The season of joy, giving, and sharing is upon us. For many, food is deeply intertwined in our gatherings and celebrations with family, friends, and neighbors. It always seems to be a struggle to strike the proper balance between enjoying and overindulging. Here are a few key concepts to keep in mind to make it through the season without feeling the need to jump on a diet bandwagon come Jan. 1.
Remember the essentials of a balanced diet
Start each day with a healthy breakfast, including complex carbohydrates and lean protein. Good examples are whole wheat toast with peanut butter; oatmeal or whole grain cereal with milk; fruit and yogurt; or a whole grain English muffin with an egg.
Stay hydrated throughout the day, sipping water wherever you are.
Fill up with fiber from whole foods, such as fresh fruits and vegetables and whole grains.
In reality, most of our time spent during the season is devoted to work and the hustle and bustle associated with the celebrations. There are likely only specific occasions during we need to stay on top of our game. When the situation arises, follow these tips:
Surviving holiday parties
Don't skip meals to "save up" on calories. It's a poor strategy that leaves you overly hungry and likely to overeat when you're surrounded with lots of tempting foods later.
If you are concerned about there being a healthy option on hand, bring a dish to share, such as raw vegetables and hummus, a Greek yogurt based dip with whole-grain pita chips, or a fresh fruit tray.
Survey the table before making your selections. Choose items that you don't typically have available outside of the holidays. Keep portions small; one taste might be enough to quench a craving.
Don't let one slip-up get you down. If you overindulge at a party one evening, get right back on track the next day. The true pitfalls occur when slip-ups turn into a green light to consume everything in sight and/or become a routine occurrence.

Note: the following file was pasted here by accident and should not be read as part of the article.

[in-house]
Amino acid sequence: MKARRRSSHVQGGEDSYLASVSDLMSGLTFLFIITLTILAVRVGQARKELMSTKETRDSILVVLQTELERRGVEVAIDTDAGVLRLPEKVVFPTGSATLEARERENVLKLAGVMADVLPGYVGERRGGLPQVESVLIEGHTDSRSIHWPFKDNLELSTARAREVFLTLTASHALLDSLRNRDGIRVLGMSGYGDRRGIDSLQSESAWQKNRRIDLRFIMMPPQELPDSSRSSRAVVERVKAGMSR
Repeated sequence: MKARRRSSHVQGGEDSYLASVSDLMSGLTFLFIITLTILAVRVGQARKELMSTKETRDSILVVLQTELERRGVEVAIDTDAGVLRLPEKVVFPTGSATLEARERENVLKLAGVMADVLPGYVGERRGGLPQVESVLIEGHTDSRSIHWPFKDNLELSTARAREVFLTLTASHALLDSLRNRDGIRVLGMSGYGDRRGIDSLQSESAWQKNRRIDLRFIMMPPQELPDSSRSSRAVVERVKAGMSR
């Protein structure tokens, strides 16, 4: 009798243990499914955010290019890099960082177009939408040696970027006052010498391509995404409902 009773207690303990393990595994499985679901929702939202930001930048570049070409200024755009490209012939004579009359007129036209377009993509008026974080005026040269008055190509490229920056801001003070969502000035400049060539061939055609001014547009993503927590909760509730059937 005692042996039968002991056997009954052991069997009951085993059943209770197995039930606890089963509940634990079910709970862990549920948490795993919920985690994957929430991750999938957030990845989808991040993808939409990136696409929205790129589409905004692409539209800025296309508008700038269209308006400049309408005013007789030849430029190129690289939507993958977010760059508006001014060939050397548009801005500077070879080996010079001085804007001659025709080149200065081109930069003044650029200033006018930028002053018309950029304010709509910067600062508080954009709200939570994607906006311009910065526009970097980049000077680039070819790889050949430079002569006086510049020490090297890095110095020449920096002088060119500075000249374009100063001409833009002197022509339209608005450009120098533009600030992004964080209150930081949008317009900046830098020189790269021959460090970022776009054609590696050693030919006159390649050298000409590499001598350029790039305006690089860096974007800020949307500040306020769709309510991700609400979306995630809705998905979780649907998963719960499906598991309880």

Wise food choices are definitely essential during the holidays, but remaining active is another important piece of the weight maintenance puzzle. Try to maintain your normal eating and exercise routine?or add some light activity to the holidays, if you don't usually exercise (get your doctor's approval before starting an exercise routine). Keep all things in perspective and recognize the truth to the quote, "People are so worried about what they eat between Christmas and the New Year, but they really should be worried about what they eat between the New Year and Christmas." Take a step back and enjoy the reason for the season.
Very Veggie Dip
Serves 20 (2 tablespoons each)
All you need:
1 (10 oz) package frozen cut spinach, thawed
1 (17 oz) container plain Greek yogurt
1 package French Onion dip mix
Various cut-up vegetables and/or whole wheat baked pita chips
All you do:
1. Place thawed spinach in a dish towel and squeeze out remaining water. Continue process until spinach is dry.
2. Mix spinach with yogurt and soup mix until well blended.
3. Serve with a variety of fresh cut-up vegetables or pita chips.
Nutrition information per serving (calculated for dip only): Calories: 20, Carbohydrate: 2 g, Cholesterol: 0 mg, Dietary Fiber: 1 g, Fat: 0 g, Protein: 3 g, Saturated Fat: 0 g, Sodium: 97 mg, Sugar: 1 g